3.1.3Justification
The algorithm starts with U = m, V = a, R = 0, S = 1. In the course of the algorithm U and V are decreased, keeping GCD(U,V) = GCD(m,a) true. The algorithm reduces U and V until V = 0 and U = GCD(m,a): If one of U or V is even, it can be replaced by its half, since GCD(m,a) is odd. If both are odd, the larger one can be replaced by the even U−V, which then can be decreased by halving, leading eventually to 0. The binary length of the larger of U and V is reduced by at least one bit, guaranteeing that the procedure terminates in at most a+m iterations.
At termination of the algorithm V = 0 otherwise a length reduction was still possible. U = GCD(U,0) = GCD(m,a). Furthermore, the calculations maintain the following two congruencies:
U ≡ Ra mod m, V ≡ Sa mod m. (1)
Having an odd modulus m, at the step halving U we have two cases. When R is even: U_{/}2 ≡ (R_{/}2)·a mod m, and when R is odd: U/2 ≡ ((R+m)_{/}2)·a mod m. The algorithm assigns these to U and R. Similarly for V and S, and with their new values (1) remains true.
The difference of the two congruencies in (1) gives U−V ≡ (R−S)·a mod m, which ensures that at the subtraction steps (1) remains true after updating the corresponding variables: U or V ← U−V, R or S ← R−S. Choosing +m or −m, as discussed above, guarantees that R and S does not grow larger than 2m, and immediately reduced to R, S < m, so at the end we can just add m if necessary to ensure 0 < R < m. If U = 1 = GCD(m,a) we get 1 ≡ Ra mod m, and R is of the right magnitude, so R = a^{−1} mod m. []
3.1.4PlusMinus: Algorithm RS+−
There is a very simple modification often used for the rightshift algorithm [6]: for the odd U and V check, if U+V has 2 trailing zero bits, otherwise we know that U−V does. In the former case, if U+V is of the same length as the larger of them, the shift operation reduces the length by 2 bits from this larger length, otherwise by only one bit (as before with the rigid subtraction steps). It means that the length reduction is sometimes improved, so the number of iterations decreases.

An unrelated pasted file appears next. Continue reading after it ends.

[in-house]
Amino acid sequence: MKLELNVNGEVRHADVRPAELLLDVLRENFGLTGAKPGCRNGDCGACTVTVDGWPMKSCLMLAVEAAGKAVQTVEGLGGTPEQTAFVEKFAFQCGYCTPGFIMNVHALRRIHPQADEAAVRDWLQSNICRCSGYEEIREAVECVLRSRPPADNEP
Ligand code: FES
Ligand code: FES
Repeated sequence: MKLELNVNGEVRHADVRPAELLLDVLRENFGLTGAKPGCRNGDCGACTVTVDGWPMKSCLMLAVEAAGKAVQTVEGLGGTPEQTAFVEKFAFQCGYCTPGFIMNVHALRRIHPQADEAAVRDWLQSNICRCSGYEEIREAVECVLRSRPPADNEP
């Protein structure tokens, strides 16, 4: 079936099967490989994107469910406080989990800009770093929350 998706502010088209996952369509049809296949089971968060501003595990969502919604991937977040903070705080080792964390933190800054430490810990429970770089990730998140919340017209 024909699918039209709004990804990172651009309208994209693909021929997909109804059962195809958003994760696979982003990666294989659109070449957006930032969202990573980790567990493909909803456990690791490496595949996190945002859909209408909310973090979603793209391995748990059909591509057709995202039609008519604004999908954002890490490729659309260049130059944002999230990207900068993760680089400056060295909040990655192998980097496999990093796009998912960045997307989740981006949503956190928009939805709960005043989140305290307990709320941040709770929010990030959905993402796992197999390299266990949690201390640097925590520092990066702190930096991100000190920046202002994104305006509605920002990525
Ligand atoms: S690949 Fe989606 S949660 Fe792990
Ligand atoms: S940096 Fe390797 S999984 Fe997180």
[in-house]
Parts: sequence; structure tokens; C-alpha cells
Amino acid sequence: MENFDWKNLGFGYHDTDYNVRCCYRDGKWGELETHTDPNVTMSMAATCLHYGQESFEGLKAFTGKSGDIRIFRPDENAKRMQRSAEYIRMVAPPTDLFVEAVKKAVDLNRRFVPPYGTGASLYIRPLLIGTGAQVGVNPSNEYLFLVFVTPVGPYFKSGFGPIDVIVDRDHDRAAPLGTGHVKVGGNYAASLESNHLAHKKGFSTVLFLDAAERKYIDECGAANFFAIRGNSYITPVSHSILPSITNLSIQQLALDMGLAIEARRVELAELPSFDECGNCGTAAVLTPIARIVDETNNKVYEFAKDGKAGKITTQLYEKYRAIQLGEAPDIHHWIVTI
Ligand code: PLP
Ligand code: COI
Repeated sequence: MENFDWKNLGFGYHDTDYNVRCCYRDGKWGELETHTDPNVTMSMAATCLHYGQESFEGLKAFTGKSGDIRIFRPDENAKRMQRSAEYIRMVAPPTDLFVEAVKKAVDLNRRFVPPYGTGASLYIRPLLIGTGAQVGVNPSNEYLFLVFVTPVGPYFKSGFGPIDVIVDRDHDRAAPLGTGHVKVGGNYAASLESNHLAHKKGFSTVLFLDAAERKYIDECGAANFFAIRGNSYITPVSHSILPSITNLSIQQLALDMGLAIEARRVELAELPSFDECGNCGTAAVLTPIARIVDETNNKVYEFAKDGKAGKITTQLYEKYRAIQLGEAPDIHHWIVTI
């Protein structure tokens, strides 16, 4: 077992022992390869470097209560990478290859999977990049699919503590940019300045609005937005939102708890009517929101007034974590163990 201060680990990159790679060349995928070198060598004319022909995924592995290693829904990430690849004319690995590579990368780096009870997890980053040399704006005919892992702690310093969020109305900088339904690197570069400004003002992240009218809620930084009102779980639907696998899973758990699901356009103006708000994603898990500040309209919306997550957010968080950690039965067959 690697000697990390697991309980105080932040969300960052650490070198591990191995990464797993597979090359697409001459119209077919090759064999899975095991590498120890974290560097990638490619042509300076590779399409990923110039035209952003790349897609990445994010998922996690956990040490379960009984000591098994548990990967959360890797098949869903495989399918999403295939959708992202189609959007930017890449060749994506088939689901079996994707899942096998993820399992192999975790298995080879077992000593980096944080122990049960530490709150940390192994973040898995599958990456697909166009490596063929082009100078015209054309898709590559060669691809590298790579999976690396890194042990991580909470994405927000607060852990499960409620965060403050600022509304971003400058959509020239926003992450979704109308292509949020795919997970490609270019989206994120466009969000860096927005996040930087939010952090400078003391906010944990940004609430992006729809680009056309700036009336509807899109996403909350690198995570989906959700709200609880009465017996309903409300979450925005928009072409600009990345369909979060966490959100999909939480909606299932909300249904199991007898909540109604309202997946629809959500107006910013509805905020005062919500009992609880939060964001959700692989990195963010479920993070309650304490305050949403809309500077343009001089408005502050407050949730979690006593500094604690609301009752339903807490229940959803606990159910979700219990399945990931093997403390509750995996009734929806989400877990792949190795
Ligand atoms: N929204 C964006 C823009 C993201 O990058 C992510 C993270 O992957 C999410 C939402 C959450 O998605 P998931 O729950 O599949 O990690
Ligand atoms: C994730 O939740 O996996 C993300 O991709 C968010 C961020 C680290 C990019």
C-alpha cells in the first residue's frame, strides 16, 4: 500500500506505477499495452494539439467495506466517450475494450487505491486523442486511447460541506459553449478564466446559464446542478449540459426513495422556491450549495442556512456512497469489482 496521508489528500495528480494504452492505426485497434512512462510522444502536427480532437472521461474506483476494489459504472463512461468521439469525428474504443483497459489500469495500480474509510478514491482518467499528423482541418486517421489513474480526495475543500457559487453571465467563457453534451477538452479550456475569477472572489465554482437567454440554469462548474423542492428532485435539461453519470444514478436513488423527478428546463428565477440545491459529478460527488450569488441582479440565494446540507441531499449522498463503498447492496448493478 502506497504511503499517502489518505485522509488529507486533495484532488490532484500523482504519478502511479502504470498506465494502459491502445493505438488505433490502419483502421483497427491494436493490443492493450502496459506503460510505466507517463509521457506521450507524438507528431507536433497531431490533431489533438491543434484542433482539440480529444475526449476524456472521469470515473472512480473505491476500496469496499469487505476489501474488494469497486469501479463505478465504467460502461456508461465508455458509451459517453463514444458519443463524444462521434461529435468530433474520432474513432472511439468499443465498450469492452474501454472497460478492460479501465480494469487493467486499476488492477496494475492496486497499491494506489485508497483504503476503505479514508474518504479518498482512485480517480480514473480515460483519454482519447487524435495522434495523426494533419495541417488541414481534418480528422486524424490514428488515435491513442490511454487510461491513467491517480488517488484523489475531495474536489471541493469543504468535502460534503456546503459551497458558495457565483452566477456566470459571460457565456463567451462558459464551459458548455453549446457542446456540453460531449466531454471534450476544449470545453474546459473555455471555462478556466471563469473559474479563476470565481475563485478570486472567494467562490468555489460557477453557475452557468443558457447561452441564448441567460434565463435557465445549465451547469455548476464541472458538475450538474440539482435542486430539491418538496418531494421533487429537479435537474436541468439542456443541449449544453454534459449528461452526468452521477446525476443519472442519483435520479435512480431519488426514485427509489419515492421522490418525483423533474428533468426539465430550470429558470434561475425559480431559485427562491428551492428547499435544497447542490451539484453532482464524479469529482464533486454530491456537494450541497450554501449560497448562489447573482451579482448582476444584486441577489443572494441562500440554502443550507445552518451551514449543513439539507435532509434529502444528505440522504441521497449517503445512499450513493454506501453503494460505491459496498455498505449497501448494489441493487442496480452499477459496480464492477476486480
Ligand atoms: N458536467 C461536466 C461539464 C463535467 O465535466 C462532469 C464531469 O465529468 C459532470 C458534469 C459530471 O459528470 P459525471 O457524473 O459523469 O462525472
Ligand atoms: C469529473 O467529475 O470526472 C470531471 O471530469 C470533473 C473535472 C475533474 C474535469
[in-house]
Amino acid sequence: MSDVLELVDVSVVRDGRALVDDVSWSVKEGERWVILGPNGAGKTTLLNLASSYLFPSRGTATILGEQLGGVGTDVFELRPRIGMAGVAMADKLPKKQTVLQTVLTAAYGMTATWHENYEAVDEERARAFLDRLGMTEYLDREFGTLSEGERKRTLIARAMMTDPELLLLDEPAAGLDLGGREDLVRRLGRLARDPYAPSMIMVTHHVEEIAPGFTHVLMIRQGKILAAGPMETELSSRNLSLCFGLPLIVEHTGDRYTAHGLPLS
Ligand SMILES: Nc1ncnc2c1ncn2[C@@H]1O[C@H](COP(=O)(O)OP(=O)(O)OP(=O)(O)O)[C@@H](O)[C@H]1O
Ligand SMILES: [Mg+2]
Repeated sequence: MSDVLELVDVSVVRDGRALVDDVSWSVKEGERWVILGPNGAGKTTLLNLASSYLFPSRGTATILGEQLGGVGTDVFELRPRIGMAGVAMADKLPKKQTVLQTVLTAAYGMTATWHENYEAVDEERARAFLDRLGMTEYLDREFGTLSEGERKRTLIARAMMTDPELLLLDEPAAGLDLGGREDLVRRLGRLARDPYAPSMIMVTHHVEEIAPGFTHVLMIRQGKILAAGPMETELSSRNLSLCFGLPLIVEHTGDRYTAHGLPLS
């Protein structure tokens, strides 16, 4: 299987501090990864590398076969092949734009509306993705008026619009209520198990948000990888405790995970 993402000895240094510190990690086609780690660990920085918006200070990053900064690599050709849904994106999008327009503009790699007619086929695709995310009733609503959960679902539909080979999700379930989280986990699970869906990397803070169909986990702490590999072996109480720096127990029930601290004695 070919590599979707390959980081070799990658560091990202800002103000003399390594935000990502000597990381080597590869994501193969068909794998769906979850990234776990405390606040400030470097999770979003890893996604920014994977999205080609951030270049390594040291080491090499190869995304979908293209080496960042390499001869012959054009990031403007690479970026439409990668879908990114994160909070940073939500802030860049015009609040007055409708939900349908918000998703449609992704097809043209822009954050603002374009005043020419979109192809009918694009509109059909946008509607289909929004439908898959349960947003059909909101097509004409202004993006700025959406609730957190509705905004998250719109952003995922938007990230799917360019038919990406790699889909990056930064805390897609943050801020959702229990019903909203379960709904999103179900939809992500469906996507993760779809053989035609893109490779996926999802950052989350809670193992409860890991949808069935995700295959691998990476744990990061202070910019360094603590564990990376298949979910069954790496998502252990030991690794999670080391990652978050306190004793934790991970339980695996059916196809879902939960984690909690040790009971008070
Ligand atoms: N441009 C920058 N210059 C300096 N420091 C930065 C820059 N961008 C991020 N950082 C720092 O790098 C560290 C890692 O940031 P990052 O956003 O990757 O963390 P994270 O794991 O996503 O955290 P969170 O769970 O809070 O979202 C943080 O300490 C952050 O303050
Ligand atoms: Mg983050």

Unfortunately, this reduction is not large, only 15% (half of the time the reduction was by at least 2 bits, anyway, and longer shifts are not affected either), but it comes almost for free. Furthermore, R and S need more halving steps, and these get a little more expensive (at least one of the halving steps needs an addition of m), so the RS+− algorithm is not faster than RS1.
3.1.5
U m; V a;
R 0; S 1;
Q = m mod 4;
while (V_{0} = 0) { V V/2;
if(S_{0} = 0) S S/2;
elseif(S^{ }>^{ }m) S (Sm)/2;
else S (S+m)/2;}
Loop { // U, V odd
if (U > V) {
if (U_{1} = V_{1})
U U  V; R R  S;
else
U U + V; R R + S;
U U/4; T R mod_{ }4;
if (T = 0) R R/4;
elseif (T = 2) R (R+2m)/4;
elseif (T = Q) R (Rm)/4;
else R (R+m)/4;
while (U_{0} = 0) { U U/2;
if (R_{0} = 0) R R/2;
elseif(R^{ }>^{ }m) R (Rm)/2;
else R (R+m)/2;}
else {
if (U_{1} = V_{1})
V V  U; S S  R;
else
V V + U; S S + R;
if (V = 0) break;
V V/4; T S mod_{ }4;
if (T = 0) S S/4;
elseif (T = 2) S (S+2m)/4;
elseif (T = Q) S (Sm)/4;
else S (S+m)/4;
while (V_{0} = 0) { V V/2;
if (S_{0} = 0) S S/2;
elseif(S^{ }>^{ }m) S (Sm)/2;
else S (S+m)/2;}
}
if (U > 1) return 0; //no inverse
if (R < 0) R R + m;
return R; //a^{1} mod m

Figure 2. Double plusminus Rightshift binary algorithm
 Double Plusminus: Algorithm RS2+−
The plusminus reduction can be applied also to R and S (Figure 2). In the course of the algorithm they get halved, too. If one of them happens to be odd, m is added or subtracted to make them even before the halving. The plusminus trick on them ensures that the result has at least 2 trailing 0bits. It provides a speedup, because most of the time we had exactly two divisions by 2 (shift right by two), and no more than one addition/subtraction of m is now necessary.
The variables R and S get almost immediately of the same length as m, because, when they are odd, m is added to them to allow halving without remainder. We can delay these addhalving steps, by doubling the other variable instead. When R should be halved we double S, and vice versa. Of course, a powerof2 spurious factor is introduced to the computed GCD, but keeping track of the exponent a final correction step will fix R by the appropriate number of halving or addhalving steps. (This technique is similar to the Montgomery inverse computation published in [19] and sped up for computers in [18], but the correction steps differ.) It provides an acceleration of the algorithm by 24…38% over RS1, due to the following:

R and S now increase gradually, so their average length is only half as it was in RS1.

The final halving steps are performed only with R. The variable S need not be fixed, being only an internal temporary variable.

At the final halving steps more short shifts can be combined to longer shifts, because they are not confined by the amount of shifts performed on U and V in the course of the algorithm.
Note1: R and S are almost always of different lengths, and so their difference is not longer than the longer of R and S. Consequently, their lengths don't increase faster than what the shifts cause.
Note2: it does not pay to check, if R or S is even, in the hope that some halving steps could be performed until the involved R or S becomes odd, and so speeding up the final correction, because they are already odd in the beginning (easily proved by induction).
Share with your friends: